• Hard to believe anyone's watching the Astros now that football has started in Texas, but some scouts worry that pitcher Brett Myers is relying too much on his breaking pitches this year.

The Astros, though, did their homework before giving the right-hander a $23-million extension last week.

"We have no concern," Astros GM Ed Wade said Wednesday via e-mail. "He still possesses a solid four-seamer and his two-seamer is effective. From a health standpoint, we preconditioned his extension on MRIs of his shoulder, elbow and hip, and all are clean. He's a 29-year-old horse."

• There's still hope for the Toronto Blue Jays, who snuck into West Coast Bias' cyber space here.

Unless the Jays are moved out of the smothering AL East, it may all be for naught, but pro-active rookie GM Alex Anthopolous has obtained potential frontliners who are far from free agency in shortstop Yunel Escobar and Double-A pitcher Kyle Drabek.

"Drabek looks outstanding," a veteran scout said. "He looks like his dad (former Pirates ace Doug Drabek), only he's bigger and stronger and up to 94 with a plus slider and changeup."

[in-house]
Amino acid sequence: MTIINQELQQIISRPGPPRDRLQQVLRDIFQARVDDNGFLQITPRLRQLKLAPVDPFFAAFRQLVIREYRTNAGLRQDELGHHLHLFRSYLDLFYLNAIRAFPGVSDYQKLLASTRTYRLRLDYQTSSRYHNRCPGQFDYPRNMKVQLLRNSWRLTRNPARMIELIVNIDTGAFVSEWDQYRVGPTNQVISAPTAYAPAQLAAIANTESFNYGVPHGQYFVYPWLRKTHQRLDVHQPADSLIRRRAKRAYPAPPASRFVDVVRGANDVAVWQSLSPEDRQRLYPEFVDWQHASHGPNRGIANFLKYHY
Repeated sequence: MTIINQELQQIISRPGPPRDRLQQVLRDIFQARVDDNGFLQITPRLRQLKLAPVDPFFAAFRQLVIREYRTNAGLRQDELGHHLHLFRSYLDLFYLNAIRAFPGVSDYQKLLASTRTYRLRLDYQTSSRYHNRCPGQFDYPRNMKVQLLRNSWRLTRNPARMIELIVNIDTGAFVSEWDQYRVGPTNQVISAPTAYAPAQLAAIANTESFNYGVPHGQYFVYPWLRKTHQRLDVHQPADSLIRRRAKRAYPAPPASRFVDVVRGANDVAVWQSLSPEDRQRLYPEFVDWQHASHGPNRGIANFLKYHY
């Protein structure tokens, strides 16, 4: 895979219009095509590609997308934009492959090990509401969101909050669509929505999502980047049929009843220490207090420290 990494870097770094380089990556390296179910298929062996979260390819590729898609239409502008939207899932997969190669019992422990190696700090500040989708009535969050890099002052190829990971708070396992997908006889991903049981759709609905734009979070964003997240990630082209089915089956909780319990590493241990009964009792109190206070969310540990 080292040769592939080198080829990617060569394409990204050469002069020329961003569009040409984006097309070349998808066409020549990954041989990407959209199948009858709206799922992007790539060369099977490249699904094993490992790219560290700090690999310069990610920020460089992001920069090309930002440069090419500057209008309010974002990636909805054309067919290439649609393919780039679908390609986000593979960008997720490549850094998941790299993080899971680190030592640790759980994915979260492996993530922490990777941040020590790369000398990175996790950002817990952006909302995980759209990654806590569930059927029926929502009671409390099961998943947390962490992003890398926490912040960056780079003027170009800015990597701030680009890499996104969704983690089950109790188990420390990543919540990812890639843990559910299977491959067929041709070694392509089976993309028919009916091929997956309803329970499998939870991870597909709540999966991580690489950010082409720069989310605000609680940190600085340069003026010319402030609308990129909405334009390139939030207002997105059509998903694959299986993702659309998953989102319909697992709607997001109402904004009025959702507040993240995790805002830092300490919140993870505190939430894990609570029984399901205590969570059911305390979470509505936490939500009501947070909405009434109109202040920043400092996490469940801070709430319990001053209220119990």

• Troy Tulowitzki's injury isn't what knocked the Rockies down the mountain.

The Rockies are a better team now that shortstop Tulowitzki is recovered from a wrist fracture, but if the Rockies pitch like they did when he was on the DL, it won't matter. Colorado had a 5.12 ERA over a 30-day stretch. Ace Ubaldo Jimenez finally regressed, allowing 28 runs over six starts. Previously the Rockies were 15-1 in his starts.

• Baseball needs more players like Torii Hunter.

Because winning is the most important thing to him, Hunter made no waves this week when the Angels moved the nine-time Gold Glover from center field to right field. Hunter also praised newly promoted center fielder Peter Bourjos, a rookie who'll be pressed to hit major league pitching even without adjusting to left field. The move may only be temporary, but Hunter sent a practical, team-first message to the entire club.

• If Lilly pitches well down the stretch, his free agency will be among the winter's better storylines.

Folks in Flyover Land say Lilly will sign back with the Cubs because he really enjoys Chicago and built a new house a few blocks from Wrigley Field. However, California dreamin' could take root as Lilly ponders the Golden State's pitcher friendly ballparks and pleasant climate. If the Dodgers decide that Lilly will go elsewhere, will club ownership allow Colletti to pursue compensatory draft picks by offering salary arbitration? Recent history says no.